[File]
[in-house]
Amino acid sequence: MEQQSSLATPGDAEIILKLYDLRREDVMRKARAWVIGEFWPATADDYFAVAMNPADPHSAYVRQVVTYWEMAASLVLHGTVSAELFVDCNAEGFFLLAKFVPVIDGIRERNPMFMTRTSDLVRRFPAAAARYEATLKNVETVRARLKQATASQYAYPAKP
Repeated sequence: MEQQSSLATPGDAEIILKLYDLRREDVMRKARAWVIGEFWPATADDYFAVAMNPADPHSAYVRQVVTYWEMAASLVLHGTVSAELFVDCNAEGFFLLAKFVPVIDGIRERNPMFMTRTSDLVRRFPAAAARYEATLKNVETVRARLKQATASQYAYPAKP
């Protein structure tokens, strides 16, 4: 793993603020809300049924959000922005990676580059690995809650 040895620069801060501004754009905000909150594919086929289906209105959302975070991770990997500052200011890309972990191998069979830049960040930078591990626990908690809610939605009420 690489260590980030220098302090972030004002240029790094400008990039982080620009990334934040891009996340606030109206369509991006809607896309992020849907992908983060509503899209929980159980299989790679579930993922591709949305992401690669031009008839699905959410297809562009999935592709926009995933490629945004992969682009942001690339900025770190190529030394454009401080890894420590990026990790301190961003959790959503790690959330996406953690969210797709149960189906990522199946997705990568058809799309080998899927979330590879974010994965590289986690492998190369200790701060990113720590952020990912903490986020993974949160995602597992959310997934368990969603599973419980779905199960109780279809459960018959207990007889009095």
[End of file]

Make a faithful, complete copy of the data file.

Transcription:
[in-house]
Amino acid sequence: MEQQSSLATPGDAEIILKLYDLRREDVMRKARAWVIGEFWPATADDYFAVAMNPADPHSAYVRQVVTYWEMAASLVLHGTVSAELFVDCNAEGFFLLAKFVPVIDGIRERNPMFMTRTSDLVRRFPAAAARYEATLKNVETVRARLKQATASQYAYPAKP
Repeated sequence: MEQQSSLATPGDAEIILKLYDLRREDVMRKARAWVIGEFWPATADDYFAVAMNPADPHSAYVRQVVTYWEMAASLVLHGTVSAELFVDCNAEGFFLLAKFVPVIDGIRERNPMFMTRTSDLVRRFPAAAARYEATLKNVETVRARLKQATASQYAYPAKP
């Protein structure tokens, strides 16, 4: 793993603020809300049924959000922005990676580059690995809650 040895620069801060501004754009905000909150594919086929289906209105959302975070991770990997500052200011890309972990191998069979830049960040930078591990626990908690809610939605009420 690489260590980030220098302090972030004002240029790094400008990039982080620009990334934040891009996340606030109206369509991006809607896309992020849907992908983060509503899209929980159980299989790679579930993922591709949305992401690669031009008839699905959410297809562009999935592709926009995933490629945004992969682009942001690339900025770190190529030394454009401080890894420590990026990790301190961003959790959503790690959330996406953690969210797709149960189906990522199946997705990568058809799309080998899927979330590879974010994965590289986690492998190369200790701060990113720590952020990912903490986020993974949160995602597992959310997934368990969603599973419980779905199960109780279809459960018959207990007889009095």